Ultimately, the panel still see a long road ahead for standardisation across ESG in the US CLO market, despite efforts towards convergence in the US with European ESG regulation. As Michalzuk concluded: “Rome wasn’t built in a day – there’s a lot more work to be done.”
An estimated 28 new managers entered the CLO market from 2019 through the end of last year, according to speakers on the “Thinning the Herd: Manager Tiering & Consolidation Trends” panel. However, they agreed that everyone’s definition of what constitutes a ‘new’ CLO manager is slightly different.
Angela Best, director and portfolio manager, CLOs at MetLife Investment Management, suggested that new entrants could comprise an individual that is looking to monetise their investment over the next couple of years with significant backing. Alternatively, they could be part of a larger insurance company or asset manager that is expanding into the CLO market as a natural extension of its business. Then there are those backed by a hedge fund or some other firm that is looking to seed and grow with a certain manager.
She pointed out that technology and headcount is expensive, presenting a high barrier to entry. However, new entrants bring the ability to be nimble and adopt a different manager style or strategy that adds diversification to an investor’s portfolio.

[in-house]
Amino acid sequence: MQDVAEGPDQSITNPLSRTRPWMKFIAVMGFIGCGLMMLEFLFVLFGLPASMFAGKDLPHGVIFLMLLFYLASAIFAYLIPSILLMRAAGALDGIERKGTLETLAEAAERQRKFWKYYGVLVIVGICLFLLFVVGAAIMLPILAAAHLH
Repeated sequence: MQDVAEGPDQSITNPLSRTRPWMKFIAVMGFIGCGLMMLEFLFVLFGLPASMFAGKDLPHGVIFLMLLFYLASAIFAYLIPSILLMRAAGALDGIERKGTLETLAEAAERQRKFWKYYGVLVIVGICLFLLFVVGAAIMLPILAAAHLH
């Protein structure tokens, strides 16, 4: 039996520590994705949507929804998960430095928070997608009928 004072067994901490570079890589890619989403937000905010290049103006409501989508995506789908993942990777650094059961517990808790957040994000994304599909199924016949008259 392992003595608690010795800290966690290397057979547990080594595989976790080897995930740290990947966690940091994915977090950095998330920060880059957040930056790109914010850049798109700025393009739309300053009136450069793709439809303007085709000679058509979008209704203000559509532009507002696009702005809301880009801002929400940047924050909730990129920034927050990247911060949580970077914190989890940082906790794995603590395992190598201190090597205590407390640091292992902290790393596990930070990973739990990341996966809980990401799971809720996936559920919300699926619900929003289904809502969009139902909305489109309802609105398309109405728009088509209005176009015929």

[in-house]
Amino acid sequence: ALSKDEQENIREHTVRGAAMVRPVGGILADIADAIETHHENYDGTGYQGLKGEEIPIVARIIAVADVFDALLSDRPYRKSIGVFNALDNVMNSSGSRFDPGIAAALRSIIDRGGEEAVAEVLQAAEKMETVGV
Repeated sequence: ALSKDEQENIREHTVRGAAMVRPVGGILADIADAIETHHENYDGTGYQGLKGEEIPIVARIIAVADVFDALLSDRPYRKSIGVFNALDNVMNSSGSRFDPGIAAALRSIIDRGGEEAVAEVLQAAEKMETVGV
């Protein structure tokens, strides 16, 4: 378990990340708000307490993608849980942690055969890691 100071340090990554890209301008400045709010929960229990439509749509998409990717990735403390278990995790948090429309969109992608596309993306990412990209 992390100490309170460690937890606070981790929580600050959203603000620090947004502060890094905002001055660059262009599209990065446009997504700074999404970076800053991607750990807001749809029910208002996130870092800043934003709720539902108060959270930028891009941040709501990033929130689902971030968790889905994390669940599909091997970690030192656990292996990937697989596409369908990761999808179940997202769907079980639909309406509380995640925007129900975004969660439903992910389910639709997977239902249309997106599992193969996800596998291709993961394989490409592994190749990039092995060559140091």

Paul Travers, md at Sycamore Tree Capital Partners, said he’s often asked why he’d start a CLO business now. One reason is that a CLO business can quickly grow from zero to a couple of billion dollars in a few years and those same skills can be used to run SMAs or loan deals. Another reason is that it enables a manager to build a platform to invest in CLO debt or equity as well.
The performance of new managers will generally be better than average - in the first few years, at least - because there are no legacy deals in their portfolios, according to Conor O'Toole, global head of CLO research at Deutsche Bank. “Obviously, there’s quite a lot of dispersion and credit section is key,” he explained.
He added that while a larger manager tends to have better access to collateral, smaller managers are typically able to get in and out of positions fairly quickly when necessary.